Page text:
Peter Martins’ Fearful Symmetries (1990), the second ballet of the program, is set to music of the same title – a propelling and relentlessly intense score by experimental minimalist composer, John Adams. On opening night, the Opera House orchestra sounded like an oversized big band, heavy on brass, wind and saxophones. The persistent rhythms of the music combined with its chugging, insistent beat (courtesy of a keyboard sampler playing percussion sounds) overwhelmed my ears with its unrelenting repetition and harmonic tension.

Popular among the choreographers, the score has inspired nearly a dozen different dance versions, including award-winning choreography by Ashley Page for the Royal Ballet in 1994.

Amar Ramasar and Teresa Reichlen in Peter Martins' Fearful Symmetries. © Paul Kolnik. (Click image for larger version)

Amar Ramasar and Teresa Reichlen in Peter Martins' Fearful Symmetries. © Paul Kolnik. (Click image for larger version)

In Fearful Symmetries, Martins conjured an exceedingly propulsive choreography to go hand-in-hand with the dynamics of Adams’ kinetic music. For much of the time the cast, dressed in various shades of red, surged and soared across the stage in diagonal or horizontal patterns, the energy of their rhythmic drive at times exceeded the staggering intensity of the score. At first the action onstage, with its countless entrances and exits, fleeting leaps, and swirling turns, all executed at breakneck speed, sparked my genuine interest, but after a while the repetitiveness of the movements, no matter how flawlessly executed, became as tiresome as the harmonic tedium of the music.

Fortunately, Jerome Robbins’ West Side Story Suite, the final dance of the evening, was anything but tedious. One of the greatest entertainers in ballet, Robbins knew how to keep his audiences awake, engaged, and excited. In 1995, he transplanted his choreography from the 1957 Broadway classic West Side Story to the ballet stage. Choreographed to Bernstein’s original symphonic score, an amalgam of jazz, tuneful melodies, and heart-rending love songs, the new piece was a condensed version of the famous musical; in which one dance number seamlessly moved into another.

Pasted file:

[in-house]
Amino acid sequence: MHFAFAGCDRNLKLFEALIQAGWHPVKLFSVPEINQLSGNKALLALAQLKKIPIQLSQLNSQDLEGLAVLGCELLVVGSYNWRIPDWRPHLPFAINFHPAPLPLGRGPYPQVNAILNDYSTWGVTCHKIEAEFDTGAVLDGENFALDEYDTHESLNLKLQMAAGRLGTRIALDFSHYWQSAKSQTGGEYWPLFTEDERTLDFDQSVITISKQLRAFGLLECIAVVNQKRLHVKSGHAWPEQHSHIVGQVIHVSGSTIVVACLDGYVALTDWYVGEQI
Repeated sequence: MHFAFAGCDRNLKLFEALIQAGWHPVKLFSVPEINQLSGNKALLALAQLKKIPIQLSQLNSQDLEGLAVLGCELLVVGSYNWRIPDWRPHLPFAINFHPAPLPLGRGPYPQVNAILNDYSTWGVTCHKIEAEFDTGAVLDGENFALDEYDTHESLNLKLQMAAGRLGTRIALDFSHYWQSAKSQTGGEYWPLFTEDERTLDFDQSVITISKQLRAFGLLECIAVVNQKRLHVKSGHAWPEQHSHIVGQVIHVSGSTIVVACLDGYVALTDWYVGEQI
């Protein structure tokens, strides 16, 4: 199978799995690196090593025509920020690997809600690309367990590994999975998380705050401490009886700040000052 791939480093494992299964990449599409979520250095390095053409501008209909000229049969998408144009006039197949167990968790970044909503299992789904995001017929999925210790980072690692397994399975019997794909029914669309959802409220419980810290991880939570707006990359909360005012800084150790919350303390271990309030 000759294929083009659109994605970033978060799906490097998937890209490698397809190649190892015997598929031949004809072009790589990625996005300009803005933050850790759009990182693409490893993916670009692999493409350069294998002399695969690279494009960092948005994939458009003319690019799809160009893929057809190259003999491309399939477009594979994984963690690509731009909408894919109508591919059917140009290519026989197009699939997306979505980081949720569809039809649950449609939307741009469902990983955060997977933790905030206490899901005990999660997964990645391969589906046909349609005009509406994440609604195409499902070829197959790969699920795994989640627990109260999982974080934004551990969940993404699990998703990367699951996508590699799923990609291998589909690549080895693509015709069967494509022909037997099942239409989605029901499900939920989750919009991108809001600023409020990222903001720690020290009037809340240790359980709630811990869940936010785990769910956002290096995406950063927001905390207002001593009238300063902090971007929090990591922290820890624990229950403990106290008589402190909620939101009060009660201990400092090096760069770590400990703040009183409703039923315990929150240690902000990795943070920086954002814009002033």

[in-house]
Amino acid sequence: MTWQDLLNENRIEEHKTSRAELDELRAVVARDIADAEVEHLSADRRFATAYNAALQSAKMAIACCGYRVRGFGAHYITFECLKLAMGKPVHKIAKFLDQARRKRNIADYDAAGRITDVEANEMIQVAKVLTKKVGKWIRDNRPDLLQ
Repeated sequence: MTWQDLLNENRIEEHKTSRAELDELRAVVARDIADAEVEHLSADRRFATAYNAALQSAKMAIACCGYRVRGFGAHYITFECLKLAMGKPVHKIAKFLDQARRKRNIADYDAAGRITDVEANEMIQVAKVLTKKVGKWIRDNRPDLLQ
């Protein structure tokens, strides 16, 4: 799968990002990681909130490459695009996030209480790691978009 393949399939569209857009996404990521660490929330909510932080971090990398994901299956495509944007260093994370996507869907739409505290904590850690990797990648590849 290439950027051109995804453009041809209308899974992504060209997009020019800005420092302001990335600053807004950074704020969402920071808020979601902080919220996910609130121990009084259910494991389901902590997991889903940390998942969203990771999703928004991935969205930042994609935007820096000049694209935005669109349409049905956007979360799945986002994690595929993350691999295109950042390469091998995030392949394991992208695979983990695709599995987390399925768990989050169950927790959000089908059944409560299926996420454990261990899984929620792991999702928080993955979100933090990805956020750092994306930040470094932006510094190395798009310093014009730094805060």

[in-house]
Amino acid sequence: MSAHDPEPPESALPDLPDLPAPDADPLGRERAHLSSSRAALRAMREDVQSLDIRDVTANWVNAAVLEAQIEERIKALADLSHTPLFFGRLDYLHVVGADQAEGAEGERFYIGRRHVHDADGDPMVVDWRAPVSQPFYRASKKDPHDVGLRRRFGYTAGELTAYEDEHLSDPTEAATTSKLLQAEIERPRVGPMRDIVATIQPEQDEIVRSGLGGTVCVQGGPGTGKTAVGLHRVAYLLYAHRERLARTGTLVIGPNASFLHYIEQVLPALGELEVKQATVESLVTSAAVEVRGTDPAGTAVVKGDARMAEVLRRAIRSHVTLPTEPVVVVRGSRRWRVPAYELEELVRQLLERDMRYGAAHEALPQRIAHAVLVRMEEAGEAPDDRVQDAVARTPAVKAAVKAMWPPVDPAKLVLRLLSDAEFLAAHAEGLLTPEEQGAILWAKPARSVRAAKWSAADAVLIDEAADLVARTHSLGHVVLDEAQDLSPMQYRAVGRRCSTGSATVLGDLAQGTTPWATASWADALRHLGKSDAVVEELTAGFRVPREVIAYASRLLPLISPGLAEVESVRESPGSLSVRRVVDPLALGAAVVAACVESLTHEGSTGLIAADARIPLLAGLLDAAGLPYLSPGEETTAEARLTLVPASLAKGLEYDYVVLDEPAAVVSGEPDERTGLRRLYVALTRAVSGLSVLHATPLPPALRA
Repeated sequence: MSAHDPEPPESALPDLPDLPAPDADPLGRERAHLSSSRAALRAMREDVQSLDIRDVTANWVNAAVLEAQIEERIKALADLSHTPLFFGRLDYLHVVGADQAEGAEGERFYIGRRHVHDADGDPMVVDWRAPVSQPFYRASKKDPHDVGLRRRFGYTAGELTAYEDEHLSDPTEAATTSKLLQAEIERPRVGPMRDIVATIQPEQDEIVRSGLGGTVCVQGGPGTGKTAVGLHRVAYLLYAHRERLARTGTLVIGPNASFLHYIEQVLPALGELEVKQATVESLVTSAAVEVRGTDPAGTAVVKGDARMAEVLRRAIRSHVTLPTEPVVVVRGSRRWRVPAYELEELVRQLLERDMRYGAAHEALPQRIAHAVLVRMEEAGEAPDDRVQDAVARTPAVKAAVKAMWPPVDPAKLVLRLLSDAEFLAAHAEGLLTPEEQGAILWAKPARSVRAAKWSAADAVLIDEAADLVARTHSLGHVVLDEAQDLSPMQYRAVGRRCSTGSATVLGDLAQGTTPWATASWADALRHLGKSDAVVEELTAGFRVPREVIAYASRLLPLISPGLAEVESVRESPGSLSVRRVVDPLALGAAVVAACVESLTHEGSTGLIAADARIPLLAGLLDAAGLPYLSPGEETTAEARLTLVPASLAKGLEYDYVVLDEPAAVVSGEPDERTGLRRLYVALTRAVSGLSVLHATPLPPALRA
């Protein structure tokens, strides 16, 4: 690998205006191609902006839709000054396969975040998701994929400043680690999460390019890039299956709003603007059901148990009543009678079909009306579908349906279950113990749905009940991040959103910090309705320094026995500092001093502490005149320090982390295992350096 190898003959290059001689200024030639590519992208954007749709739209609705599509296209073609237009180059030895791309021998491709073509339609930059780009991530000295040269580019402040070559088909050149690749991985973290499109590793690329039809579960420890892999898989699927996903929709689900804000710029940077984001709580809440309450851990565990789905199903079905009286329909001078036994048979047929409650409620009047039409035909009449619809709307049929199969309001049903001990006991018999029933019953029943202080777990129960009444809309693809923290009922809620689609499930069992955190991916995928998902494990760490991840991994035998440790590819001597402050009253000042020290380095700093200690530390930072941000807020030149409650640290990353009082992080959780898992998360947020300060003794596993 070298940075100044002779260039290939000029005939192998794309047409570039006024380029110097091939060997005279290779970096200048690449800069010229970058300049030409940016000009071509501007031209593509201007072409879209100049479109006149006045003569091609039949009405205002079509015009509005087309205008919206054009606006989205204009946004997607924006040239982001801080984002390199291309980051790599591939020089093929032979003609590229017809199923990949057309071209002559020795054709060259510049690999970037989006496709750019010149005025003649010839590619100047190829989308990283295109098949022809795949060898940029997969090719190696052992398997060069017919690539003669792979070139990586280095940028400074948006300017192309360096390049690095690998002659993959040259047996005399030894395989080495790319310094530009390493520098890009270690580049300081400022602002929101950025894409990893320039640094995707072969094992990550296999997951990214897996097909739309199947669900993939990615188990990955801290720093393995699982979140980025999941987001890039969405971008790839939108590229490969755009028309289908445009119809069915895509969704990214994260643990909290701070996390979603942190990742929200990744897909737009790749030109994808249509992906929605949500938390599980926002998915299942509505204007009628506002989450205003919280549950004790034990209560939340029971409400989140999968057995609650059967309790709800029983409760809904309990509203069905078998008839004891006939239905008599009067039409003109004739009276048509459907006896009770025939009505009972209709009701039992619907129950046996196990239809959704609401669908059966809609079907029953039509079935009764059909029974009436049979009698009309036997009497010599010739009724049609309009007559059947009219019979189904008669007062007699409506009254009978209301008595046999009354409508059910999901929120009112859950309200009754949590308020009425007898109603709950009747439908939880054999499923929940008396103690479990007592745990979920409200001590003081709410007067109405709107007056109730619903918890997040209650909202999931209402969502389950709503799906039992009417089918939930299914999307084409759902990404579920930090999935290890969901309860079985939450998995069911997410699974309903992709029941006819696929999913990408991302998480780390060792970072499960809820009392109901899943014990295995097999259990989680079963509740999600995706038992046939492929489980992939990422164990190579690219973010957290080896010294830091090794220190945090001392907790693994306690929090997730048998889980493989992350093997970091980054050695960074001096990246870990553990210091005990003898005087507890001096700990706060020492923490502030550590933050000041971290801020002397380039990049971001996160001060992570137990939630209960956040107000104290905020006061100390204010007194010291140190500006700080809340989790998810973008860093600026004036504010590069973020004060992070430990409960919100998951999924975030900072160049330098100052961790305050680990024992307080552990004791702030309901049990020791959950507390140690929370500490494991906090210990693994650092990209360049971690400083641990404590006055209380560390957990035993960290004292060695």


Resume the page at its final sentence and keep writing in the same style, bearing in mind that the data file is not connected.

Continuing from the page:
In its fast-paced scenario the love story of Tony and Maria is given lesser prominence than on Broadway. West Side Story Suite is mostly about a gang war between the Jets and the Sharks, with its ferocity and intensity, all expressed as pure dance in an absorbing, realistic fashion.

NYCB in Jerome Robbins' West Side Story Suite. © Paul Kolnik. (Click image for larger version)

NYCB in Jerome Robbins' West Side Story Suite. © Paul Kolnik. (Click image for larger version)

Who knew the NYCB dancers could also sing? On opening night Andrew Veyette was a convincing Riff, the intimidating leader of the Jets. Trying to keep the boiling emotions of his clan in check, Veyette sang the finger-snapping “Cool” with a voice and stylistic assurance of a Broadway pro. The dancer brought the right amount of dramatic flair to his high-flying knife brawl with the leader of the rival Hispanic gang, Bernardo (Justin Peck), in the menacing “Rumble.” The entire cast rose to the occasion in the mambo rivalry of the “Dance at the Gym” scene. But the show belonged to Georgina Pazcoguin, who was sensational as a free-spirited Anita in “America.”

About author
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Oksana Khadarina writes about dance in the Washington area since 2006. She is a member of the Dance Critics Association. Fine art photography and playing classical piano are among her other interests.